Boerum Hill is a neighborhood of Brooklyn that occupies 36 blocks bounded by State Street to the north, 4th Avenue to the east, Court Street to the west, and Warren Street to the South. The Boerum Hill Association considers the southern boundary to be a combination of Wyckoff and Warren Streets but many residents say the neighborhood extends as far south as Degraw Street. Boerum Hill is surrounded by Park Slope, Cobble Hill and Brooklyn Heights.
As of 2010 census, there were 24,019 people residing in the area. The median income for a household in the village is $73,452.
By the turn of the century this simple plot of Dutch farmland had become the theater center of Brooklyn, the nearby Brooklyn Academy of Music surrounded by playhouses of all description.
Boerum Hill is named for the colonial farm of the Boerum family that occupied most of the area. It was built mainly between 1860 and 1880, serving as a home for middle-class and upper middle-class people. The Irish and Italians dominated the area for decades until they began to move to the outer edge after World War II. Before the 1960s, Boerum Hill was part of a larger area known as South Brooklyn, or referred to as North Gowanus, but it became known as Boerum Hill when financially well-off people moved in and began to modernize homes in the neighborhood. Early development was spurred by construction of the Gowanus Canal in the 1840s.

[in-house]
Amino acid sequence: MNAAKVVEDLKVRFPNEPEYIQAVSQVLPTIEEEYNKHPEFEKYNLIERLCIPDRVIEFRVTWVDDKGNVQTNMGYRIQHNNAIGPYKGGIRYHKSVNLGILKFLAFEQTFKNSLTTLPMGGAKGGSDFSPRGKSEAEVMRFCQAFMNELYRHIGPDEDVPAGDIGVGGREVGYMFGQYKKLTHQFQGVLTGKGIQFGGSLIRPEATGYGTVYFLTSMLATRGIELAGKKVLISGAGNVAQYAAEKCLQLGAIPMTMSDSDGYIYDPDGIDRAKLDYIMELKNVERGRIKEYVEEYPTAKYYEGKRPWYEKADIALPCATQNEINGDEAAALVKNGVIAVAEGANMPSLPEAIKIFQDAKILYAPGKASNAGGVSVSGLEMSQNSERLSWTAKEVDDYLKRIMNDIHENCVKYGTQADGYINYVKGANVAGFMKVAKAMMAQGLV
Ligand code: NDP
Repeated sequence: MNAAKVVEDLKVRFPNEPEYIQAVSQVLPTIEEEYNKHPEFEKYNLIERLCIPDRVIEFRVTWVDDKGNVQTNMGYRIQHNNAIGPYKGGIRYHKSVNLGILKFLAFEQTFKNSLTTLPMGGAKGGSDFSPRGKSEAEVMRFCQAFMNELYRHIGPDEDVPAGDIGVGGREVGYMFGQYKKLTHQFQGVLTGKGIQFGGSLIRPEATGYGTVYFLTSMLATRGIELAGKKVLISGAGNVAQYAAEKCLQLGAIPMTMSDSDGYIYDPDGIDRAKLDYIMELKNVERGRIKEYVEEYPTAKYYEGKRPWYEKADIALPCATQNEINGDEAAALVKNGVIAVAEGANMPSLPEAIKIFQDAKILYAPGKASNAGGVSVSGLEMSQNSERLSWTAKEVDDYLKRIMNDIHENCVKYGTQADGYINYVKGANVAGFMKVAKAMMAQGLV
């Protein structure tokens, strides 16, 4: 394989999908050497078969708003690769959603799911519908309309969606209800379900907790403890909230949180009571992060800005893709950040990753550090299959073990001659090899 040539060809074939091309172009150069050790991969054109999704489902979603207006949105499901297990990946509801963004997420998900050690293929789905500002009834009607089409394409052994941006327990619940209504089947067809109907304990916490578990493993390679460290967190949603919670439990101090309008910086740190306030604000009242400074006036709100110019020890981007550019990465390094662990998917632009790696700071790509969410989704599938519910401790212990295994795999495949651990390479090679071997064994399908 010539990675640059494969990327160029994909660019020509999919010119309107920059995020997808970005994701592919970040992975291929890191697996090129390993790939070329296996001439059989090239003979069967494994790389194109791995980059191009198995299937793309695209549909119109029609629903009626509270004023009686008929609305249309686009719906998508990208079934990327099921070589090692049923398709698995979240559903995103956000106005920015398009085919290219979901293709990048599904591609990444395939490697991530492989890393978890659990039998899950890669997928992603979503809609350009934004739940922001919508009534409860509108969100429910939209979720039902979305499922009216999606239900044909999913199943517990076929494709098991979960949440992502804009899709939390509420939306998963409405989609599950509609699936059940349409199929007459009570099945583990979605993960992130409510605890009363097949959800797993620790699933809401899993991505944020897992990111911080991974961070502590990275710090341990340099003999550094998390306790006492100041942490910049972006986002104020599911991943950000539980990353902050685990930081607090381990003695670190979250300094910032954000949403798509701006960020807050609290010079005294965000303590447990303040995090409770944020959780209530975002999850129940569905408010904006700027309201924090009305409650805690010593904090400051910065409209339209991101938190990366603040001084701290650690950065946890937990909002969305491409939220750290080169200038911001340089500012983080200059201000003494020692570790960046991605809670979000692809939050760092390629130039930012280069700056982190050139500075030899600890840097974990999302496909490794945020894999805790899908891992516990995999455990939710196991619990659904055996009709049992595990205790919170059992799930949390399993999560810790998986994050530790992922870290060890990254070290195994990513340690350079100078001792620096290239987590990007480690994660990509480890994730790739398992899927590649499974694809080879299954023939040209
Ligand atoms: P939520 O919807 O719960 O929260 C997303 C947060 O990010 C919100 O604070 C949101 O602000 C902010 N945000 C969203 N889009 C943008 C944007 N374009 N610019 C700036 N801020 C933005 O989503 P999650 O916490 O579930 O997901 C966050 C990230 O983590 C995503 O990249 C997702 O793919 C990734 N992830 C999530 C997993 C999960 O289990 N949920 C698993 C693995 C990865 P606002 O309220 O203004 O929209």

The streets of Boerum Hill are lined with shady trees and majority of the private houses in the area are town houses and are three or four stories tall. The prices rise as one travels north and west within the neighborhood away from the Gowanus Canal. The availability of independent school education on Boerum Hill has three fine schools such as St. Ann’s, Packer Collegiate, and the Brooklyn Friends School, a Quaker institution that has served the neighborhood of Boerum Hill as well as others for nearly 125 years. Boerum Hill has also two public elementary schools: P.S. 38, the Pacific School; and PS 261, the Philip Livingston School, which is a magnet school for the arts. The Smith Street experienced a renaissance in the past few years has now many restaurants, boutiques, and shops. The Atlantic Avenue is famous for its antique stores and Arab-American restaurants. The area has a number of subway lines such as the Bergen Street stop on the F train, the Pacific or Union Street stops on the M/N/R, or Hoyt-Schermerhorn on the G train. The residents of Northwest Boerum Hill may use the Borough Hall or Jay Street-Borough Hall stations.